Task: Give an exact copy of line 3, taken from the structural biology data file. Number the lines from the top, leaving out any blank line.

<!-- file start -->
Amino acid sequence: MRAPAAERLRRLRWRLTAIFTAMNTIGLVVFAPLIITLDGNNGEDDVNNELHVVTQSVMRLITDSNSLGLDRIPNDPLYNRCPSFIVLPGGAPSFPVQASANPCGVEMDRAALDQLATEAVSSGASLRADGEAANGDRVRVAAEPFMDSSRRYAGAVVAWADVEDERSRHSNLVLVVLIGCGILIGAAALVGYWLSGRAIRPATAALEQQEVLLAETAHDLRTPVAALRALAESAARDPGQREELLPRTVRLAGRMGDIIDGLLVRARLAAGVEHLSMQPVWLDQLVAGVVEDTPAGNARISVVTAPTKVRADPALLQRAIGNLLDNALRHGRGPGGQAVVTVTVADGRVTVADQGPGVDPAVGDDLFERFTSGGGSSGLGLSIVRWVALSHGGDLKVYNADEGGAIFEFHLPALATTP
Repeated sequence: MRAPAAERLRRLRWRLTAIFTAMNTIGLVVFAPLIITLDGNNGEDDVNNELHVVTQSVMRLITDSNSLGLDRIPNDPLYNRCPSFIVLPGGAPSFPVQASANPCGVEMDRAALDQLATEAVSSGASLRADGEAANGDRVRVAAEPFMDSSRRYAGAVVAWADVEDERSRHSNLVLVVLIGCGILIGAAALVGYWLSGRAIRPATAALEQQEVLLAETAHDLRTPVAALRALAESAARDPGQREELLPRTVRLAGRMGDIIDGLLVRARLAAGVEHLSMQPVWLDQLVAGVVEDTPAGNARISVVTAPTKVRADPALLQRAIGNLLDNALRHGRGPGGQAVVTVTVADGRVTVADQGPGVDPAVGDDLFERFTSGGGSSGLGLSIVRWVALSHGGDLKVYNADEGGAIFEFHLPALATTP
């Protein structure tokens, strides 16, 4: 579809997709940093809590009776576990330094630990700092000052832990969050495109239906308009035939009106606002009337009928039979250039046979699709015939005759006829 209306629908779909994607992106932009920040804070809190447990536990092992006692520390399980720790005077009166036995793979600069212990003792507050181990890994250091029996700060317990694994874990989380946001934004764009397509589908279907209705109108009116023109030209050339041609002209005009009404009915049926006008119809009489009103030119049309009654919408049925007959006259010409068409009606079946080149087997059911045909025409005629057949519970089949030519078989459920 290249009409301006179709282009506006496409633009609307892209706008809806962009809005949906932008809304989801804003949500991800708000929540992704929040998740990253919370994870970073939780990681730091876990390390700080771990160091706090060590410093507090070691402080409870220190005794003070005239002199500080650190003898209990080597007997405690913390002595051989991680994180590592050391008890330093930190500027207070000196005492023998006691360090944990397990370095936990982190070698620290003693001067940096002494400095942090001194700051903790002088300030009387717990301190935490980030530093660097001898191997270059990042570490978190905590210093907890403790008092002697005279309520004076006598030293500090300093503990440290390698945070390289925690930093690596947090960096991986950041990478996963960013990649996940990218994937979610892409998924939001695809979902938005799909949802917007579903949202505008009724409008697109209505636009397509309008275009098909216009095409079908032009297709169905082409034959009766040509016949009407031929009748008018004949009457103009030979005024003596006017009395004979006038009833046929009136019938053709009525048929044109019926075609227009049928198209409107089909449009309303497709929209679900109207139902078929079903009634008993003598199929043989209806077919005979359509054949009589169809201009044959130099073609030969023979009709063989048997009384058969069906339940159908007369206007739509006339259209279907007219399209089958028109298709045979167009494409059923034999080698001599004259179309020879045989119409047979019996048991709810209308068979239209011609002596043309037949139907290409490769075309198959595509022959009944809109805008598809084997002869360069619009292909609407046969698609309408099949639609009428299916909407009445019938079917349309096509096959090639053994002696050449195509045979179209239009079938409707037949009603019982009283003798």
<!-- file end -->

């Protein structure tokens, strides 16, 4: 579809997709940093809590009776576990330094630990700092000052832990969050495109239906308009035939009106606002009337009928039979250039046979699709015939005759006829 209306629908779909994607992106932009920040804070809190447990536990092992006692520390399980720790005077009166036995793979600069212990003792507050181990890994250091029996700060317990694994874990989380946001934004764009397509589908279907209705109108009116023109030209050339041609002209005009009404009915049926006008119809009489009103030119049309009654919408049925007959006259010409068409009606079946080149087997059911045909025409005629057949519970089949030519078989459920 290249009409301006179709282009506006496409633009609307892209706008809806962009809005949906932008809304989801804003949500991800708000929540992704929040998740990253919370994870970073939780990681730091876990390390700080771990160091706090060590410093507090070691402080409870220190005794003070005239002199500080650190003898209990080597007997405690913390002595051989991680994180590592050391008890330093930190500027207070000196005492023998006691360090944990397990370095936990982190070698620290003693001067940096002494400095942090001194700051903790002088300030009387717990301190935490980030530093660097001898191997270059990042570490978190905590210093907890403790008092002697005279309520004076006598030293500090300093503990440290390698945070390289925690930093690596947090960096991986950041990478996963960013990649996940990218994937979610892409998924939001695809979902938005799909949802917007579903949202505008009724409008697109209505636009397509309008275009098909216009095409079908032009297709169905082409034959009766040509016949009407031929009748008018004949009457103009030979005024003596006017009395004979006038009833046929009136019938053709009525048929044109019926075609227009049928198209409107089909449009309303497709929209679900109207139902078929079903009634008993003598199929043989209806077919005979359509054949009589169809201009044959130099073609030969023979009709063989048997009384058969069906339940159908007369206007739509006339259209279907007219399209089958028109298709045979167009494409059923034999080698001599004259179309020879045989119409047979019996048991709810209308068979239209011609002596043309037949139907290409490769075309198959595509022959009944809109805008598809084997002869360069619009292909609407046969698609309408099949639609009428299916909407009445019938079917349309096509096959090639053994002696050449195509045979179209239009079938409707037949009603019982009283003798």